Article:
It might seem silly to talk to a baby that can’t talk back to you, but the impact of speaking to your children begins long before they say their first words. In fact, long term studies have shown that the more words kids hear from age birth to three, the higher their IQ and the better they do in school.
A baby’s brain triples in size once they reach age three, and this growth comes from increased interaction with the world, especially from conversations with family. Kids who come from talkative families score better on reading tests when they’re older, have healthier relationships, and develop stronger memories as they develop.
Considering how important it is to keep in constant communication with your newborn or toddler, it’s alarming how many parents are unaware of its cognitive effects. To help your child’s brain develop at a quicker rate, and to increase their abilities later in life, try following the five tactics for the most effective way to talk to your baby.
1. Pay Attention
Babies are able to pick up on whether or not you’re trying to communicate with them, and they can also pick up on your emotional tone. If you’re busy on your cell phone or watching TV, your baby won’t have a chance to attempt to interact with you, even if it’s just a coo or babble. If your baby is seated or playing on the floor, getting on their physical level will also help aid in communication.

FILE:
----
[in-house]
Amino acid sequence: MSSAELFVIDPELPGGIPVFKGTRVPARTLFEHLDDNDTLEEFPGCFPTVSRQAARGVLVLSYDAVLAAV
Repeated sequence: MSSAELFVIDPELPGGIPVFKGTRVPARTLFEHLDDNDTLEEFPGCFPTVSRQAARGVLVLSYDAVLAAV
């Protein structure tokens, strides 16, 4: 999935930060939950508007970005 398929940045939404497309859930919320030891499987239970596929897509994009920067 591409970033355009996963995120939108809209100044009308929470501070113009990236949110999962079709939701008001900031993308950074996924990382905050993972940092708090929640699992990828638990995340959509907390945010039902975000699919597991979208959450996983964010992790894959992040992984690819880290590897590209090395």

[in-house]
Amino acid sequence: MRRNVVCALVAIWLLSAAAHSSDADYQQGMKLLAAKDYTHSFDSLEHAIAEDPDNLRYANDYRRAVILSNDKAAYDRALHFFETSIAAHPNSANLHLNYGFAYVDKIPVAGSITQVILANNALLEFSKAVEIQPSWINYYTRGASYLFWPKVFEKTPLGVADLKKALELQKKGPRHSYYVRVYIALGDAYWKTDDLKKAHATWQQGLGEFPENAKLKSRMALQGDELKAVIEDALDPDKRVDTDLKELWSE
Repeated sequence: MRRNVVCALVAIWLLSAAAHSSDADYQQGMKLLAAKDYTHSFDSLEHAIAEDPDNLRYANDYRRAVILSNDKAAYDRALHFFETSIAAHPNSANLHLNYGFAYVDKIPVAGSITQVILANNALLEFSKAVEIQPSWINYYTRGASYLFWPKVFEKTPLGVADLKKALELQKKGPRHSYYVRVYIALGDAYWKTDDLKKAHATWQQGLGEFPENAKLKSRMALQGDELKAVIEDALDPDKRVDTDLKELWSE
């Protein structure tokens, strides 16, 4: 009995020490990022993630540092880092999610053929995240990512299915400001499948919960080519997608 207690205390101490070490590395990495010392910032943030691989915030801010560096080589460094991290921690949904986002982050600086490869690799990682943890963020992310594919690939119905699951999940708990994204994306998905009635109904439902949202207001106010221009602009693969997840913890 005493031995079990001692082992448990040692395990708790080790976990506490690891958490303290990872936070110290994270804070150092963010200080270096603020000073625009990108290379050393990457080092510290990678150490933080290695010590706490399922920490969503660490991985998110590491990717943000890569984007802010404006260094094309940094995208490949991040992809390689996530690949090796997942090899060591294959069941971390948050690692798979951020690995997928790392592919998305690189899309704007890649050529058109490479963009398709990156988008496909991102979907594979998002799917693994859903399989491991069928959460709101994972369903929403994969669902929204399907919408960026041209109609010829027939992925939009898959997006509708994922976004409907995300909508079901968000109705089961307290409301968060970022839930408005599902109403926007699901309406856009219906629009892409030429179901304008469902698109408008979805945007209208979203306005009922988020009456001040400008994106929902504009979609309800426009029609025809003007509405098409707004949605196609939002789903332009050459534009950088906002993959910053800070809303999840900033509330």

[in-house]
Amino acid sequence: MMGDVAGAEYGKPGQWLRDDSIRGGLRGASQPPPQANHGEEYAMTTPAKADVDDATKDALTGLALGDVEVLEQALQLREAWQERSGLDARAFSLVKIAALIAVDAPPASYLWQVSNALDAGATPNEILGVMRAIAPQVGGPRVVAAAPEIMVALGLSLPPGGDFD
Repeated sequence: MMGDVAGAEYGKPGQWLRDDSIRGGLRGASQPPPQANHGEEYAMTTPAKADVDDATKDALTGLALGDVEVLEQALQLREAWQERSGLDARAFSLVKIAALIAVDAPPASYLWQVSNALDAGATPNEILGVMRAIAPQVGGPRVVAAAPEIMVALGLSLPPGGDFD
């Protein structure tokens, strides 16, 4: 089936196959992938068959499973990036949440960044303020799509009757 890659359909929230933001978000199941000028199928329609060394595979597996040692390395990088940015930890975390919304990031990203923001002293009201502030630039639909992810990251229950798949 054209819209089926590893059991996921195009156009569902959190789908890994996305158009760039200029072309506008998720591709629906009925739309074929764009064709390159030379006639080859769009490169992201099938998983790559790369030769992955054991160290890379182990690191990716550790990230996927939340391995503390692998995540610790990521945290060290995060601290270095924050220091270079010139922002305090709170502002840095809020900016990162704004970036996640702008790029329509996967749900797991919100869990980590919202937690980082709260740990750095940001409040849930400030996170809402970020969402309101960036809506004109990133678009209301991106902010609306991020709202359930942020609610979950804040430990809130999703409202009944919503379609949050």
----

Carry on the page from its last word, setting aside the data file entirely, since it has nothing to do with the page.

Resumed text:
Smiling can reinforce your child’s attempts to communicate. It not only helps with brain development, but it helps your baby’s self-esteem and lets them know that they are important. It’s best to smile at your baby when you are both relaxed, and they will soon begin to reciprocate the expression.
3. Use Baby Talk
In addition to using your usual voice, it is important you also try incorporating baby talk. Studies have found that when parents use the exaggerated, sing-songy way of talking, their children ended up knowing more words than babies in families who only used a normal, adult way of speaking.
Speaking in baby talk can help encourage your child to try to babble back, which teaches your baby the back-and-forth of a typical conversation.
You can help strengthen your child’s listening skills as well as expose them to more words by narrating your activities throughout the day. This takes them out of just talking about their everyday activities and into a whole new realm of vocabulary. Soon your baby will begin associating words with each of these activities.
The more you repeat the same words and phrases, the quicker your baby will pick up on them. Repeat these simple words often and clearly, so they can more easily catch on to these associations. It can also help to point out the object you are referencing.